Skip to content

Mapping Real-Time Delays

September 5, 2011

Update 9/8/2011: I’ve posted a short piece about the significant biases and issues with this visualization.

TriMet delays on the evening of 9/5/2011. They cleared up the large delay east of Portland not long after I took this screenshot.

GTFS-realtime was released a few weeks ago, and I thought the time was right to create a visualization of the data. This project is an OpenLayers web map (pictured at left, click for larger version) using OpenStreetMap data (and the MapQuest-OSM Tiles), which is overlayed with a raster showing areas that are currently being affected by delays. The raster is calculated based on the average delay for every stop in TriMet’s GTFSr feed at the time, and is rendered using Inverse Distance Weighting to calculate the approximate delay for every location based on the delays of the nearest stops. The IDW layer is rendered on the client side using fmark’s openlayers-pointvis plugin. The data is refreshed every 30 seconds from a Postgres database, which is kept in sync with TriMet’s servers using my aforementioned GTFSrDB project.

The raster shows green for no delays, red for delays up to 10 minutes (delays longer than 10 minutes are truncated to 10 minutes, otherwise the map looks flat in all but the worst-of-the-worst situations where vehicles are delayed 20 minutes or more. Of course, the map could be a lot more meaningful with a larger scale). Vehicles arriving up to 10 minutes early are shown in shades of blue. Delays tend to be more evident away from downtown, because they spread to cover a larger area because the stops are not as dense outside of downtown.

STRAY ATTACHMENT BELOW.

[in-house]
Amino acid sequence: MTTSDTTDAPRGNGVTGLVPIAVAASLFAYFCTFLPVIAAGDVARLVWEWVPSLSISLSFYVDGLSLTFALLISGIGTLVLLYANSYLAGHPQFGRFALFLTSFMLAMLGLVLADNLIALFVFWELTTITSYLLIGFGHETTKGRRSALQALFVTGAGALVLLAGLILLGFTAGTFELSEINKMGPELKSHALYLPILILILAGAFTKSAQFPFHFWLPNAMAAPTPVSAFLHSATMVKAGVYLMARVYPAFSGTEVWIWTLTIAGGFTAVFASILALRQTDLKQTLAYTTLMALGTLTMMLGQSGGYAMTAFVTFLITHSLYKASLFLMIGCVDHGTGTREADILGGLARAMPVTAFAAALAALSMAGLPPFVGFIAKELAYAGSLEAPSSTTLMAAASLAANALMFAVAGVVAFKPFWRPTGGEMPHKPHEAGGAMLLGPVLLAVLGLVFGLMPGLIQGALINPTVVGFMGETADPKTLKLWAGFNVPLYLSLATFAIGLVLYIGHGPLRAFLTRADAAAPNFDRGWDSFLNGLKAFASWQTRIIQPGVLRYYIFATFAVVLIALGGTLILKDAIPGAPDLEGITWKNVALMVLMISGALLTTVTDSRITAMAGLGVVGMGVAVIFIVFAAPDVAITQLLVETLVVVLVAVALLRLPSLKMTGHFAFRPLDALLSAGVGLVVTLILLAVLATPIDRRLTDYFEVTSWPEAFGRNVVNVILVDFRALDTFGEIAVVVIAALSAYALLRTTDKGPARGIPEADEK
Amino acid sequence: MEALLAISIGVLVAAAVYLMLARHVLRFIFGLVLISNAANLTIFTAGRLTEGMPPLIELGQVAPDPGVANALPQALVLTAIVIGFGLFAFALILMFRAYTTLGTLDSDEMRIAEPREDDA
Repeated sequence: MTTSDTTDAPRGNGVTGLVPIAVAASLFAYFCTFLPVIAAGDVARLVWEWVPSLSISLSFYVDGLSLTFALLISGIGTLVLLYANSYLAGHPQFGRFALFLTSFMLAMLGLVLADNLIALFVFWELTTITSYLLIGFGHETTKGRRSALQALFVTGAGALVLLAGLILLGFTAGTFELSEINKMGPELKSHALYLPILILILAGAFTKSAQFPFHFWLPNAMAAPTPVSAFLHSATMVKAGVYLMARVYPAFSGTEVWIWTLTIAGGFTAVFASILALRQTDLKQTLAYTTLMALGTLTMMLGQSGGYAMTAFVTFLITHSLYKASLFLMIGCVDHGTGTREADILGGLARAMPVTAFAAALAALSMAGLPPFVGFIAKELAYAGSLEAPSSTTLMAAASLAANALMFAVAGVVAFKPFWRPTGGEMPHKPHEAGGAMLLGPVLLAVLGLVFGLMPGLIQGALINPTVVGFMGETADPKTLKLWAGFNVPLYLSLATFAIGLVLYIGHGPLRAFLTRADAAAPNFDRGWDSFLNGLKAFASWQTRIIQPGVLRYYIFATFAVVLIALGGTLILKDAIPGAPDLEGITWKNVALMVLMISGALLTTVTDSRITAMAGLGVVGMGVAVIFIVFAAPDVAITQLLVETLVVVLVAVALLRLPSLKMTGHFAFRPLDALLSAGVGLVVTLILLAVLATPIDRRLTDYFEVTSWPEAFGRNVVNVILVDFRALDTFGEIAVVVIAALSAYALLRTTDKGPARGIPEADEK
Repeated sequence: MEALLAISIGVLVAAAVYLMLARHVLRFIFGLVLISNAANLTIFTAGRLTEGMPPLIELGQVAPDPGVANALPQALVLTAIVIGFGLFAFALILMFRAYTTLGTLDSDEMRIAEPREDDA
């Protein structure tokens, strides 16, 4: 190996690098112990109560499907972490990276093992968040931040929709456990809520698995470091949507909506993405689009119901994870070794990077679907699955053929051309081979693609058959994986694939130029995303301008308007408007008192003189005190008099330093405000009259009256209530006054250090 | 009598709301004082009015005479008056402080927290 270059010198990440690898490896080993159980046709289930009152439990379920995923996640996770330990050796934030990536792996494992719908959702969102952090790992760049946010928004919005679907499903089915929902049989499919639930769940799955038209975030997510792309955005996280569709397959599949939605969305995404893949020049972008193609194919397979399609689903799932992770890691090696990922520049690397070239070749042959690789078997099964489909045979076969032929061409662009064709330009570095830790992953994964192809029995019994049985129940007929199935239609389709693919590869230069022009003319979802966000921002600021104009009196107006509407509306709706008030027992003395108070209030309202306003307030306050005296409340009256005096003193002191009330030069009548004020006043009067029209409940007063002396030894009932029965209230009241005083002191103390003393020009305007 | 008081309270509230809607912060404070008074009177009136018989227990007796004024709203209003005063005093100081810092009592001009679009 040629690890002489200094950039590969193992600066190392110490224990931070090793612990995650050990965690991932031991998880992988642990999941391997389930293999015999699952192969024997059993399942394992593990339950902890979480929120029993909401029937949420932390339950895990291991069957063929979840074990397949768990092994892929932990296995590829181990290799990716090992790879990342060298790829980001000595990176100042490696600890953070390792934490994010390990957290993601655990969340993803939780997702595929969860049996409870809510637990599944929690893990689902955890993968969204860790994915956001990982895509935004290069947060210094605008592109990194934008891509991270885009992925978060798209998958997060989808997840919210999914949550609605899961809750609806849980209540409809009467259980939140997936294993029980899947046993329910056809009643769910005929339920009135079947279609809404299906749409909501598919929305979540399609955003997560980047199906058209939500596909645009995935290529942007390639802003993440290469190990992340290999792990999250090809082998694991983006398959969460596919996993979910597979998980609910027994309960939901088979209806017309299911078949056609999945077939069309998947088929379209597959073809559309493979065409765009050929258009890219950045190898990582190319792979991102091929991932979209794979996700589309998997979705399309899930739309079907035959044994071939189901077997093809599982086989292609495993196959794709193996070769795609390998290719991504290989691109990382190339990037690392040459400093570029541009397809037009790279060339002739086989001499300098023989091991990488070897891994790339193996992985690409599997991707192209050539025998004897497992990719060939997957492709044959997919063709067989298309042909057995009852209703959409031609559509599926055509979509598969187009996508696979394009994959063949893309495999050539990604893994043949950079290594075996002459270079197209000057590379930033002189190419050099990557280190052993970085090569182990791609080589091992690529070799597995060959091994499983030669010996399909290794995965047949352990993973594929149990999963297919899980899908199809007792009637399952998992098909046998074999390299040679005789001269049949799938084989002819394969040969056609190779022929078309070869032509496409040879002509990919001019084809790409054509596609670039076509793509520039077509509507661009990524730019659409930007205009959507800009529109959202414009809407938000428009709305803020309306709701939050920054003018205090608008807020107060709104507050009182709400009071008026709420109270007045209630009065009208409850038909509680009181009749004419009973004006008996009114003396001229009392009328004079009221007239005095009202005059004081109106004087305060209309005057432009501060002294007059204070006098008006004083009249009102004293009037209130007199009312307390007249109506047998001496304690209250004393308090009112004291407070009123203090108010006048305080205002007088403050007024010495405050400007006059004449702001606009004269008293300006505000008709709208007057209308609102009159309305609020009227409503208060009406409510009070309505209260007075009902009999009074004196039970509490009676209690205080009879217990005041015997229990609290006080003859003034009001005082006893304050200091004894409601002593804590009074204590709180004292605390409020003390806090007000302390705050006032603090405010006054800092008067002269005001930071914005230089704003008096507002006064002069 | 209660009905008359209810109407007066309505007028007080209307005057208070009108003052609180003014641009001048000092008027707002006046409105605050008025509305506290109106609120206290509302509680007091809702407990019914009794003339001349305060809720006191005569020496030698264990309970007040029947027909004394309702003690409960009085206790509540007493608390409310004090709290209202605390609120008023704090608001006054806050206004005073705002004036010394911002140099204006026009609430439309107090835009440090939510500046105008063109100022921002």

Using an IDW layer brings some perils in that data is shown for areas where there is no transit service (based on delays at the nearest bus stops) and that delays appear larger where stops are sparser (because there are fewer neighbors influencing a given cell), but it creates a nice, simple, easy to understand map. I also clamped the range for arrivals to +/- 10 minutes of schedule, because otherwise the map looks flat (i.e. all green) in all but the most extreme of circumstances. The tradeoff here is not being able to differentiate a 10 minute delay from a 30 minute delay, and also having a 1 minute delay begin to show red tinges, even though the vehicle is well within the margin of error for arrivals.

Another issue that I see with the data specifically is that it seems to tend not to provide updates for every stop, or even every timepoint, on a given trip. If an outbound trip is delayed 15 minutes downtown, it probably isn’t going to make up all of that time by the time it reaches the end of the line.

I plan to investigate these issues and try to come up with a more accurate representation for this data as soon as possible. For now, this map should be viewed as more of a ‘proof of concept’ than anything else.

Unfortunately, I only have  a screenshot to show, because I don’t have access to a server where I can host this. But the code is all in the demo/ folder of the GTFSrDB GitHub, and I’d be happy to assist if anyone wants to deploy this on their server (for TriMet or any other agency, although I don’t think BART would look so great thanks to the sparse stop spacing). There’s an HTML file and a JavaScript file for the UI, and a Python CGI script to fetch the data from the database. The database URL is hardcoded into the CGI script; it’s currently set up for Postgres. You’ll need to load the static GTFS data using GTFSDB to the database as well, to provide the location data for bus stops.

  1. mattwigway permalink*
    September 6, 2011 9:10 pm

    Update 9/6/2011:

    In an effort to be more transparent about the strengths and limitations of this type of visualization, I’ve added the second-to-last paragraph, which is from my GTFS-realtime newsgroup posting about this project.

    • mattwigway permalink*
      September 7, 2011 9:39 pm

      Update 9/7/2011:

      I’ve edited the post more, to make it less misleading.

Comments are closed.

%d bloggers like this: